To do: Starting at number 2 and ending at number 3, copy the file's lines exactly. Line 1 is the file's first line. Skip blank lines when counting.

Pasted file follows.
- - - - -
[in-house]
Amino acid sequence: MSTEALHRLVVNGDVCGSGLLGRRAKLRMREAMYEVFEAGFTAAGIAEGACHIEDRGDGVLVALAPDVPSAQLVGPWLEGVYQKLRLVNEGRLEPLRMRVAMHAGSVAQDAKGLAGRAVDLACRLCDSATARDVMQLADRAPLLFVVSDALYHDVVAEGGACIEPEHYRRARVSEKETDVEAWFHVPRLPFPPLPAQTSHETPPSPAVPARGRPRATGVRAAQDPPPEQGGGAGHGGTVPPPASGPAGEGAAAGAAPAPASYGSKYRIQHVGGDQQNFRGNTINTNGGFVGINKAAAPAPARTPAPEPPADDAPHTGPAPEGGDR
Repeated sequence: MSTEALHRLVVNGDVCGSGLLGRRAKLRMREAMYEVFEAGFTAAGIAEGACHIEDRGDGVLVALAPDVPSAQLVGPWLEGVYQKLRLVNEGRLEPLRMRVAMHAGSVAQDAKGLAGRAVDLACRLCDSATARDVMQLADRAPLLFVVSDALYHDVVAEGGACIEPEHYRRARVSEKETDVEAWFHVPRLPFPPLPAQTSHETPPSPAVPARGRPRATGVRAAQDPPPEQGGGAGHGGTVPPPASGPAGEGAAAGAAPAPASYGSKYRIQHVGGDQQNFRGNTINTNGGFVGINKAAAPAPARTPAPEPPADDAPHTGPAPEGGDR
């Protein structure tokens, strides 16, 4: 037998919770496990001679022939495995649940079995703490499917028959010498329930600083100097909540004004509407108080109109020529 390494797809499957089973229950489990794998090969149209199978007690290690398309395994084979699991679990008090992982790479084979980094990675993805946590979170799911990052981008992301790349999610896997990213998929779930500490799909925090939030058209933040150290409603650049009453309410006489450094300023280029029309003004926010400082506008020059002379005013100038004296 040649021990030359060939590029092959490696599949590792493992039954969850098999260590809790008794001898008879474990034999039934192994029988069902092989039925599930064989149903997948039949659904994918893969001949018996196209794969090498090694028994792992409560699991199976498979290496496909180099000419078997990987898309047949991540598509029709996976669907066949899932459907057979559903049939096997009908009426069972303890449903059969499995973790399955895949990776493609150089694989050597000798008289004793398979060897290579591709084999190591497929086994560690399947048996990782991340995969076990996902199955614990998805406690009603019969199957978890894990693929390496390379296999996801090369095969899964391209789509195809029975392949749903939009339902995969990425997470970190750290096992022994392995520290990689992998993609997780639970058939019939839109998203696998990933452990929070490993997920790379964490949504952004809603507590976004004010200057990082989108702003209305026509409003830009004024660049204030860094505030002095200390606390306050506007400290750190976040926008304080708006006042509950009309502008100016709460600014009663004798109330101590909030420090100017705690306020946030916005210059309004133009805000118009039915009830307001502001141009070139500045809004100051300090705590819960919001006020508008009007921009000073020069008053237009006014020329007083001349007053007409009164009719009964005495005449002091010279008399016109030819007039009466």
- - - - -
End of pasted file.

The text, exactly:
Amino acid sequence: MSTEALHRLVVNGDVCGSGLLGRRAKLRMREAMYEVFEAGFTAAGIAEGACHIEDRGDGVLVALAPDVPSAQLVGPWLEGVYQKLRLVNEGRLEPLRMRVAMHAGSVAQDAKGLAGRAVDLACRLCDSATARDVMQLADRAPLLFVVSDALYHDVVAEGGACIEPEHYRRARVSEKETDVEAWFHVPRLPFPPLPAQTSHETPPSPAVPARGRPRATGVRAAQDPPPEQGGGAGHGGTVPPPASGPAGEGAAAGAAPAPASYGSKYRIQHVGGDQQNFRGNTINTNGGFVGINKAAAPAPARTPAPEPPADDAPHTGPAPEGGDR
Repeated sequence: MSTEALHRLVVNGDVCGSGLLGRRAKLRMREAMYEVFEAGFTAAGIAEGACHIEDRGDGVLVALAPDVPSAQLVGPWLEGVYQKLRLVNEGRLEPLRMRVAMHAGSVAQDAKGLAGRAVDLACRLCDSATARDVMQLADRAPLLFVVSDALYHDVVAEGGACIEPEHYRRARVSEKETDVEAWFHVPRLPFPPLPAQTSHETPPSPAVPARGRPRATGVRAAQDPPPEQGGGAGHGGTVPPPASGPAGEGAAAGAAPAPASYGSKYRIQHVGGDQQNFRGNTINTNGGFVGINKAAAPAPARTPAPEPPADDAPHTGPAPEGGDR